Reser Stadium’s west side renovation separates itself from other stadiums across the nation


Jason May

Oregon State University Vice President and Athletic Director Scott Barnes leads a tour of the construction of the new west side of Reser Stadium at Oregon State University in Corvallis, Ore, on Jan 17. Barnes is looking to improve Reser Stadium for both home and away fans.

Ryan Harlan, Sports Writer

Over a year has passed since the Jan. 7, 2022 implosion of Reser Stadium shook the grounds of Corvallis, signaling a $162 million west side renovation of the new stadium.

The “Completing Reser Stadium Project” is nearly finished as anticipation grows for the 2023 football season.

Leading up to the start of the 2022 season, there were concerns over how the ongoing construction of Reser Stadium would impact the overall game-day experience in regards to fan attendance, parking, and how the game itself would be affected by the half-empty grandstands. 

However, the Beavers boasted a 5-1 record at home during the 2022 football season, and every home game was sold out in attendance, despite the limited parking and seating for fans attending home games. 

The “Completing Reser Stadium Project” is expected to be completed well before the home opener on Sept. 9 against UC Davis. 

This comes as Hoffman Construction has faced challenges during the renovations of the west side including weather and steel fabrication, according to Mark Rado, the construction superintendent with Hoffman Construction.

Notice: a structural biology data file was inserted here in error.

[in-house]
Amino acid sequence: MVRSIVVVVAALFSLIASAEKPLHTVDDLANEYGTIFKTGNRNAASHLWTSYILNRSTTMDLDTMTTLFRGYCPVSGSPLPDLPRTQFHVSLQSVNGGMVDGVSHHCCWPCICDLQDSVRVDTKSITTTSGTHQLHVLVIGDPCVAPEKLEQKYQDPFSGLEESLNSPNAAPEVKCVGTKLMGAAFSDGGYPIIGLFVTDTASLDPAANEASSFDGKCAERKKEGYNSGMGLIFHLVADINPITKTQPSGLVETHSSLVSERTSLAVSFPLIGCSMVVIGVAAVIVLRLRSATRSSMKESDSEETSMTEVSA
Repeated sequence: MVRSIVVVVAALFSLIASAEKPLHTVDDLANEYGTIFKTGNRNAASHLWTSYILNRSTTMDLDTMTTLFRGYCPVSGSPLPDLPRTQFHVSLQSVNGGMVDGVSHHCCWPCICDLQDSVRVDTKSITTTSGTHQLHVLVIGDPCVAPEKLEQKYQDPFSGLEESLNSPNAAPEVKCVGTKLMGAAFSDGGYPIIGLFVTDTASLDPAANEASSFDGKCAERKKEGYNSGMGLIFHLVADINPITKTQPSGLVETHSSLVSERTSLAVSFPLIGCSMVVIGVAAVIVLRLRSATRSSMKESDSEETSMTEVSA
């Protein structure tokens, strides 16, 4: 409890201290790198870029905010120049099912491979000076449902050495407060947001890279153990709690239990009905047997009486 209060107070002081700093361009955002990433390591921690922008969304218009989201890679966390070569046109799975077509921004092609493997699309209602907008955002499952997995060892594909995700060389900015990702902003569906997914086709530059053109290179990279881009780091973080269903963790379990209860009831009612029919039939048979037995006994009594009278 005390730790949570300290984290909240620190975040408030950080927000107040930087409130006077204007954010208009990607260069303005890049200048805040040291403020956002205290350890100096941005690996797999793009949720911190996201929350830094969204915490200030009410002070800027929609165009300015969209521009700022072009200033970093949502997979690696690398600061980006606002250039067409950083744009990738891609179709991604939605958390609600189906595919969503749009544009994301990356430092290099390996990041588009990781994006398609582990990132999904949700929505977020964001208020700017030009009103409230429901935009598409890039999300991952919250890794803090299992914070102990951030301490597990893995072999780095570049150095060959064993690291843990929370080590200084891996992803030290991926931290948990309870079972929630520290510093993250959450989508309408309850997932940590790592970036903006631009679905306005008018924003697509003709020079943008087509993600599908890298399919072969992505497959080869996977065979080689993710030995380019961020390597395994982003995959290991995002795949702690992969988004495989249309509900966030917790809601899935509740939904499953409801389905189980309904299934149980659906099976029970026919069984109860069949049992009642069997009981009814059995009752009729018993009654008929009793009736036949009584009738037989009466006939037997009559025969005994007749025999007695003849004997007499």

The primary problem was with the steel and that was supply chain issues over the past two years, which is a familiar challenge that the construction industry has faced, and this project was no different from those issues. 

All the required steel is now on site and it’s a matter of finishing the rest of the remaining work. 

Even with the issues, there wasn’t any concern that the construction would continue into 2023 as the project had enough built-in time to help ease construction issues and delays. 

The project is expected to be done a month before the home opener on Sept. 9 and Hoffman will be ready to help with any minor touch-ups that may arise when the west side is in operation. 

“We’re going to be done sometime in August, roughly August, but we’ll be here with OSU up until game day,” said Rado. “OSU will start taking use of the space in August.”

On Jan. 17 members of the media, along with Oregon State athletic director, Scott Barnes, and the members of the Hoffman Construction team, were invited to tour the ongoing progress of Reser Stadium. 

There have been various cosmetic changes that have occurred since the last tour in Sept. 2022 including the framing of the press box and the addition of seating in the lower bowl of the west side. 

The new Student Welcome Center will serve two roles once the west side of Reser Stadium is completed, as both a general information center for new prospective students and then transformed as an entrance for fans on game days who have purchased club seating on the west side of the stadium.